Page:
please take the time to contact the ADA and let them know how this makes you feel, even if you do not live with diabetes. Please think carefully and give generously, especially at this time of year. 

here's that link again:

here are some pictures of the last two weeks with my devastating disease and my life burdened by suffering and fear.

Sunday, 8 December 2013

ride a lot, eat a lot, smile a lot

It may not have escaped your attention that i quite like bikes, I'm also not averse to pastry and, on occasion turn my hand to the culinary arts as a way to fill an empty stomach from an empty wallet. It has been a fair while since I've written a blog about food, not even about nutrition but just about food. Sometimes we confuse the two and we lose sight of both things in the process. Food is beautiful, delicious and something we are designed to enjoy. Over time our relationship with food has become somewhat unhealthy. We fear it and we overindulge in it. Food should be a pleasure, especially good food, real food, food which takes time and effort to prepare should be given time and attention when we eat it.

I love this time of year, big miles, a bit less stressful racing/ travel, beer and bakeries, coffee and cookies and of course the turkey dinners. I see a lot of riders who seem incapable of enjoying a good cookie or croissant only to consume innumerable quantities of semi solid goop as soon as they don lycra. at this time of year the lower intensities and longer rides allow for digestion of slightly more "real" foods and I personally enjoy the break from foil wrapped rectangular calories. oh and did i mention that cookies and coffee are also warm which makes cold days that much more  enjoyable (remember the old "central heating for kids" advert?

I've been experimenting with some new pocket nosh recently. First off thanks to the opening of a new Korean market near my house I've been introduced to the joys of ho-tteok whicha re delicious cold and MEGA DELICIOUS warm. I've been munching on mochi balls as well, those are some FAST acting but yummy sources of carbs.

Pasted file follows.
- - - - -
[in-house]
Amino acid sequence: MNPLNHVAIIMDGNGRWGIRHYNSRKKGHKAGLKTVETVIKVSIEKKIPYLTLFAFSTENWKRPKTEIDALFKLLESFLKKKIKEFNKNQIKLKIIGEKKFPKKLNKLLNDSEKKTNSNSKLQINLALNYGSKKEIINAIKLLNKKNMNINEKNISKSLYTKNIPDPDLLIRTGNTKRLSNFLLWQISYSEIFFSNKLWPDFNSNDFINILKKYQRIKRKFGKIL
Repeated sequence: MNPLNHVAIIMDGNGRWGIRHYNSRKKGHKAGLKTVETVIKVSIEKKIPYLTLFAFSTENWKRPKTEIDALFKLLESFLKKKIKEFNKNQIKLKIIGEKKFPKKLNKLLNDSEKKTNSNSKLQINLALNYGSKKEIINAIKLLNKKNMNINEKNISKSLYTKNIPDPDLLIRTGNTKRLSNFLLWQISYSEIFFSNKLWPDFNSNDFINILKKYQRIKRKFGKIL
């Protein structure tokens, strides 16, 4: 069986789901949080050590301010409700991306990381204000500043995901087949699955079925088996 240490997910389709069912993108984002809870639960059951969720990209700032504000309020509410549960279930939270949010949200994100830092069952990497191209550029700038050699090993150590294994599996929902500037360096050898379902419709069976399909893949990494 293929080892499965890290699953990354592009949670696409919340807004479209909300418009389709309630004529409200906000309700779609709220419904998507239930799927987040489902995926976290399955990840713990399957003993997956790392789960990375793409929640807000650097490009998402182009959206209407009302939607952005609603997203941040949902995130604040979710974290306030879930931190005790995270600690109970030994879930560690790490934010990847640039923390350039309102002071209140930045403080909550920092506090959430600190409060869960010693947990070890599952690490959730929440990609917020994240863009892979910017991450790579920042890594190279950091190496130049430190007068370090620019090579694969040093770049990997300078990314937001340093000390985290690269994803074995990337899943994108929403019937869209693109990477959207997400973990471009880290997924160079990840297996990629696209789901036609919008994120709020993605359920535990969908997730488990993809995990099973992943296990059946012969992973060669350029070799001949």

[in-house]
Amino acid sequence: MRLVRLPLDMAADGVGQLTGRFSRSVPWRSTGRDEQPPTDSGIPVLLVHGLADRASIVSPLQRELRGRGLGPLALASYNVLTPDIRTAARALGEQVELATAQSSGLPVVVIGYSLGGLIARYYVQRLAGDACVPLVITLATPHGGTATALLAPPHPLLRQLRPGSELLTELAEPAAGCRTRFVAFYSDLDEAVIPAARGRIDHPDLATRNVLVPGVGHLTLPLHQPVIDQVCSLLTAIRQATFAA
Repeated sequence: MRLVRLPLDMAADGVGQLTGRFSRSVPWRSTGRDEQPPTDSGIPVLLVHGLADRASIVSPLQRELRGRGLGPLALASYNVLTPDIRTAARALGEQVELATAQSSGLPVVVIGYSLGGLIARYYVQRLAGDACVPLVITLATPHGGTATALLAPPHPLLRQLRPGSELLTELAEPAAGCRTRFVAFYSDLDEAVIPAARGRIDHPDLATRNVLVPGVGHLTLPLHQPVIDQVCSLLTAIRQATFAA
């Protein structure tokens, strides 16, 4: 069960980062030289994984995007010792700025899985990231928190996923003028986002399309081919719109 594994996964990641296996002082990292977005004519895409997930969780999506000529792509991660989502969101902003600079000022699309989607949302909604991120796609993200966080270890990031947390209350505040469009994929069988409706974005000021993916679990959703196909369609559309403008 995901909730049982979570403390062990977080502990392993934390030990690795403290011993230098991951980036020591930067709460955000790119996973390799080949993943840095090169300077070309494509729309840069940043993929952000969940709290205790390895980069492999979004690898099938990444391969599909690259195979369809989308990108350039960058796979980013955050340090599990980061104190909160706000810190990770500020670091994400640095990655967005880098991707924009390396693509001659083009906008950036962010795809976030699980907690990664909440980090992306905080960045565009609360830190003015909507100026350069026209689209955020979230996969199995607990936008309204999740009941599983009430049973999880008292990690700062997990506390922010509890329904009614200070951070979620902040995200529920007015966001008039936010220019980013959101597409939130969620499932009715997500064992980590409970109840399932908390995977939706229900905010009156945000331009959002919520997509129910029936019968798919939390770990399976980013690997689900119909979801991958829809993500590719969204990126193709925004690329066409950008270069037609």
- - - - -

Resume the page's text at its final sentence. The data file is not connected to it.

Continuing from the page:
Whilst recently cat sitting a friend's house i was overcome by my genetic predisposition to enjoy meat wrapped in pastry and made myself some pasties (i don't have an oven so I took full advantage of theirs. Having made my pasties it occurred to me that these were the original pocket food  (the crust allowed miners to carry them with hem down the mine) and, in a  flash of brilliance the POCKET PASTY was born. using a basic dough (there are a few good ones in Allen Lim's book) and everything in the fridge i came up with the following combos:
apple, raisin, cinnamon
mashed potato and cheese
mincemeat (which isn't really meat at all ) anyone know where i can get this in the US?
couscous, curry spice and raisin
mozzarella, basil and tomato

but really you could go a million directions and not go wrong. The important thing is to take ingredients you like and cook yourself something special, and if your riding buddies are putting the hammer down, there's no better way to ingratiate yourself with them than via pastry wrapped goodness. Not only are they not 1 cent a calorie like some of the more heavily marketed sugar water out there they're also better for you and more delicious and you don't have to eat sixteen of them to feel full. Oh and you don't get to see your blood glucose climb like Pantani either.

Pro tip, warm these bad boys in the microwave and foil wrap them, put them in your innermost layer and they stay warm for a fair while AND they help keep the old lumbar spine nice and toasty. double win!

oh and when even these go wrong, there's always the Taco shop stop